(ThinkStock Photos)Can any amount of money compensate for losing your family? $900 trillion is a start, for one outraged mom. Fausat Ogunbayo is suing the City of New York for an almost incalculable amount, after children's services removed her sons from her home in 2008.
Both boys, now 16 and 13, were placed in foster care after their mom was deemed mentally unstable and refused treatment, reports the Staten Island Advance. The city's Administration for Children's Services claimed the 46-year-old suffered from hallucinations and delusions and left the boys alone frequently.
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Ogunbayo denies those allegations, and claims her family has suffered "over three years of terror, horror, grievous harm, time lost, substantial economic hardship and injuries" due to the separation.
Taken from their mom at just 12 and 10 years old, the boys have been living in another borough for the past three years. During that time their mother has fought in court to get them back.
Last month, Ogunbayo had the claim that she was neglectful overturned by an appellate panel. According to that decision, there was no evidence that the children were in any "imminent danger" under her care. The boys had a "near perfect" attendance in school and were "thriving academically." They were also healthy and up to date on medical checkups and vaccines.
Only when they left home did they encounter problems, according to Ogunbayo, who presented hand-written notes from her sons begging to come home. Last summer her eldest started having problems with the law while in foster care. He was arrested for possession of marijuana in August.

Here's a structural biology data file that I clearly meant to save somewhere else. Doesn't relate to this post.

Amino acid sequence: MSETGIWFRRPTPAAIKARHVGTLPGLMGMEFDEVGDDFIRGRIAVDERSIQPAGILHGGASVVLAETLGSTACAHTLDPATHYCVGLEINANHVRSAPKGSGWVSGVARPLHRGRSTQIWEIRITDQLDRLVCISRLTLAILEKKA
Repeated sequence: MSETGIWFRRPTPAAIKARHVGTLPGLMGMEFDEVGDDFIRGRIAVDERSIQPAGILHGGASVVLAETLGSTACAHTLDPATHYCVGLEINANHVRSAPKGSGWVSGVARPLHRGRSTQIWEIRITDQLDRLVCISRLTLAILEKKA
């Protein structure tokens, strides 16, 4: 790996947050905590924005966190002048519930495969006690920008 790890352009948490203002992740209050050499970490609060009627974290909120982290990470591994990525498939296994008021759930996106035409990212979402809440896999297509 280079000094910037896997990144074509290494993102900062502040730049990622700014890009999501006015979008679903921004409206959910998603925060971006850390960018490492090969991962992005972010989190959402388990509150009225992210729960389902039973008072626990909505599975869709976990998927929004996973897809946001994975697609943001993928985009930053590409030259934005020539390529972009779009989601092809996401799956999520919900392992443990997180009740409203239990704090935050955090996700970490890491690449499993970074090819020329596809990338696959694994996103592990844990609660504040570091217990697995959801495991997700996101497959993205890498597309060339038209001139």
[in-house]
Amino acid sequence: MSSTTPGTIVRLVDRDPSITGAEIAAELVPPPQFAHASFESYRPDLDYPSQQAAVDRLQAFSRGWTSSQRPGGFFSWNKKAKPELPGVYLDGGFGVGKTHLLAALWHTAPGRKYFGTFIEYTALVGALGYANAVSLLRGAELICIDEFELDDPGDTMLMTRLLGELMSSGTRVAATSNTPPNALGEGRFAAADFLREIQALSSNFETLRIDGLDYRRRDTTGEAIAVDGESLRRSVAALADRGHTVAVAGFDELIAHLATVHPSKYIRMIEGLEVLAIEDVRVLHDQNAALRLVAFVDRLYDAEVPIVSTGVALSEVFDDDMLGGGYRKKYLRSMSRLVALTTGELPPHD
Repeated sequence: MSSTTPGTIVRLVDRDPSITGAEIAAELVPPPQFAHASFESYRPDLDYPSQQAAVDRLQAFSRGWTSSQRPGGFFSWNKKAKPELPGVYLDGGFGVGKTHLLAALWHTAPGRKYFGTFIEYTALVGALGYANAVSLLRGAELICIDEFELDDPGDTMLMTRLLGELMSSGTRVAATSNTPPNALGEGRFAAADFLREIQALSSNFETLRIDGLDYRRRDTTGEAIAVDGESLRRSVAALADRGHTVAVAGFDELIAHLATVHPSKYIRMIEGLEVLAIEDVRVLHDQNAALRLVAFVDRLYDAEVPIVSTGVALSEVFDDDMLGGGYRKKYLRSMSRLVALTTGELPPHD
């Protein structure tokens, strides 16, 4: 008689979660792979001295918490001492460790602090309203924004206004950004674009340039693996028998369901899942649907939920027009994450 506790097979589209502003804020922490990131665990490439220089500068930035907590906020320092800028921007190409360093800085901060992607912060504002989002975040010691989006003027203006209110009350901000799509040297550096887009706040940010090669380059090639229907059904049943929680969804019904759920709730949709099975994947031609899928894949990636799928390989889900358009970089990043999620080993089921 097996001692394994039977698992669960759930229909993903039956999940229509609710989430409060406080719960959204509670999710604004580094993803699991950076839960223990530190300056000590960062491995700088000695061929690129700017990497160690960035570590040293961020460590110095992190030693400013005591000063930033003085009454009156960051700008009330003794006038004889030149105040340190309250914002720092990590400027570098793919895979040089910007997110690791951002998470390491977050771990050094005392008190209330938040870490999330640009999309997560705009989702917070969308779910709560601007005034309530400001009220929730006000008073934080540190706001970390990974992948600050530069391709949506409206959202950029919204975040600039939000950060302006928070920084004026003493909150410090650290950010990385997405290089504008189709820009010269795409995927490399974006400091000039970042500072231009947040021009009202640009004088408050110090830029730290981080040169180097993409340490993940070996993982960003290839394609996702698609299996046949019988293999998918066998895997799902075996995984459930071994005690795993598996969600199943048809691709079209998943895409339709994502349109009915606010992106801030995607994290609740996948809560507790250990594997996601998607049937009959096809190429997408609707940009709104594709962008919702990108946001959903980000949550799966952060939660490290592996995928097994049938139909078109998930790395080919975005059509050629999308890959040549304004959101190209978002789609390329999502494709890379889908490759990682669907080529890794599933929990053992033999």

The ACS, meanwhile, says their actions weren't unfounded. They had received several reports of bizarre behavior: Ogunbayo allegedly took her kids to the doctor claiming their skin was being radiated and told school officials the FBI and secret service were hunting her family.
When she refused to get treated for what was believed to be a mental illness, her sons were placed in protective custody. But that's not grounds for breaking up a family. "Proof of mental illness alone will not support a finding of neglect," according to the court decision.
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But with her kids still in child services' custody, Ogunbayo isn't satisfied. She wants her boys back and wants the city to pay for the emotional damage they've caused her family over the past three years. In her mind, she's owed 60 times the amount of our national debt.
While that number may seem to back up the ACS claims of Ogunbayo's mental disconnect, there's also a logic behind it. On a practical level, the number alone has gotten this case the kind of attention other custody cases haven't. On an emotional level, the figure expresses the incalculable pain of losing her children. Right or wrong, Ogunbayo's lawsuit has raised the question: is there any compensation for breaking up a family?
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